Reinventing Old Fashions

Courtesy Verdura

Designers reinvent the past, proving that true style never goes out of fashion.

Verdura

1939: Jeweler Fulco di Verdura takes mismatched stones from his friend Coco Chanel’s jewelry box and puts them on matching enamel cuffs, which she wears two at a time.

Now: The 70th-anniversary, limited-edition Fulco cuff is almost an exact replica of the original, though it has improved with age. It’s now made with enamel over gold (the earlier ones were done in silver) and sized for a modern—read non–Coco Chanel size—wrist. $65,000; 212-758-3388

Gucci

1971: She’s not the only one to carry the hobo-shaped shoulder bag, but Mrs. Onassis wears her canvas GG-print style with signature green and red stripes so often—and so well—that it becomes known as the Jackie.

Now: The Jackie bag is back—and, at 19 inches, bigger than before. There is also a side tassel with bamboo details, but classicists can relax—it’s removable. Guccissima New Jackie bag with bamboo and tassel details, $3,250; 800-456-7663

Roger Vivier

1953: Queen Elizabeth II ascends the throne of England wearing a diadem handed down to her by Queen Victoria and a pair of gilded leather court shoes designed by Roger Vivier.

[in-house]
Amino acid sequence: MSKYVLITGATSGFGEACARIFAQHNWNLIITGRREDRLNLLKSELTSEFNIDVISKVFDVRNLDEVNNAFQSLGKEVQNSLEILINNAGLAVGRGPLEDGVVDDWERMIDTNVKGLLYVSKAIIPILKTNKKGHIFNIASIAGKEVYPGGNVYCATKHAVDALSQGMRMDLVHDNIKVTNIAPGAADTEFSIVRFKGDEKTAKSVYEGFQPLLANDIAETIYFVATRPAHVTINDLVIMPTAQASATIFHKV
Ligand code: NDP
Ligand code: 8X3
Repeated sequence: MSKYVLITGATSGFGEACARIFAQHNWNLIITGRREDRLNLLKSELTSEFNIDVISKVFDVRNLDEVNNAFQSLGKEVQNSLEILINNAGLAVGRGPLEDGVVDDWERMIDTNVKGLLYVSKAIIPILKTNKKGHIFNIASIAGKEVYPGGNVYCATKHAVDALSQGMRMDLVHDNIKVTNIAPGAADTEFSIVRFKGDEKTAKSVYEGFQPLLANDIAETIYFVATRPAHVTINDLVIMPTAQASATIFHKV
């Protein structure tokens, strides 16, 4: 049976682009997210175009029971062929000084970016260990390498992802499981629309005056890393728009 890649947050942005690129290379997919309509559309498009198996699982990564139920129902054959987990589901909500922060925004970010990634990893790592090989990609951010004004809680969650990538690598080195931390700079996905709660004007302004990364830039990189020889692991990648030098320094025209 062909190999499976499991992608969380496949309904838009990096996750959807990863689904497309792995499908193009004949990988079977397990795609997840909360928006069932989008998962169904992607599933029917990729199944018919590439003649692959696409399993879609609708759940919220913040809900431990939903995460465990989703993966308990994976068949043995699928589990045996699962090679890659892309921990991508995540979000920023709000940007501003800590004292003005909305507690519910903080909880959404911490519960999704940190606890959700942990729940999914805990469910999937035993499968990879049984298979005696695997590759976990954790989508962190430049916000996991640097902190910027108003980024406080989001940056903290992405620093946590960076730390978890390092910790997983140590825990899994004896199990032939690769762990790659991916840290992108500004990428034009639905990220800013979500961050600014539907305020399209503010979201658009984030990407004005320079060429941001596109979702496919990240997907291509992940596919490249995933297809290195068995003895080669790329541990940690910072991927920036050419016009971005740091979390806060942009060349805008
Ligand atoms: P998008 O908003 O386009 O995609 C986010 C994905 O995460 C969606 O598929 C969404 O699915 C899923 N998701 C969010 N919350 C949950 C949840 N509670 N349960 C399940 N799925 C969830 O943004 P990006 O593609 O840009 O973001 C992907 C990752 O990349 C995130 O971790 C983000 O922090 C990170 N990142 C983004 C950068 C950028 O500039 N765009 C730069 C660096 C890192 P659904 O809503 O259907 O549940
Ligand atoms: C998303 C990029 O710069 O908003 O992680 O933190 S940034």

Now: Vivier’s A Princess to Be a Queen collection takes the fleur-de-lis motif used to decorate Her Majesty’s Imperial State Crown and applies it to red and black satin flats and stilettos. Evening sandal with paillette sequins, $1,995; 212-861-5371

Damiani

1924: In a small workshop in Valenza, Italy, Enrico Grassi Damiani begins to set Art Deco–inspired designs with pavé diamonds. He soon becomes the jeweler to Italian divas and famiglias.

Now: For its 85th anniversary, the company brought back its Gomitolo collection. The colors on the intertwining bands represent different Italian cities: Portofino is pink sapphires; Rome, garnet and amethyst; and Milan, here, white and brown diamonds. $15,690; 866-326-4264

YSL

1968: The first Yves Saint Laurent safari jacket is made one year after the designer’s groundbreaking Africa collection. “It is more of a tunic,” writes Le Figaro, “than an outfit for hot countries.”

Now: The safari jacket, along with the Le Smoking tuxedo blazer, is a YSL icon. For the more gently priced Edition 24 line—sold throughout the year in YSL boutiques—designer Stefano Pilati updated the safari jacket into a gabardine dress, shown here. $1,630; 212-980-2970

The Printed Word

A Dose of Shoptimism: “You are what you buy, you are what you don’t buy—enough, already! [The shopping critics I call] Buy Scolds fire without aiming. Sure, we make countless Buys deserving of scorn—impulsive, compulsive, irrational, just plain stupid and wasteful. But we also make good Buys that deserve to be celebrated. Memo to those Buy Scolds: It isn’t that we buy, it’s what we buy that matters.” —From Lee Eisenberg’s Shoptimism: Why the American Consumer Will Keep on Buying No Matter What (November 3, Free Press, $26)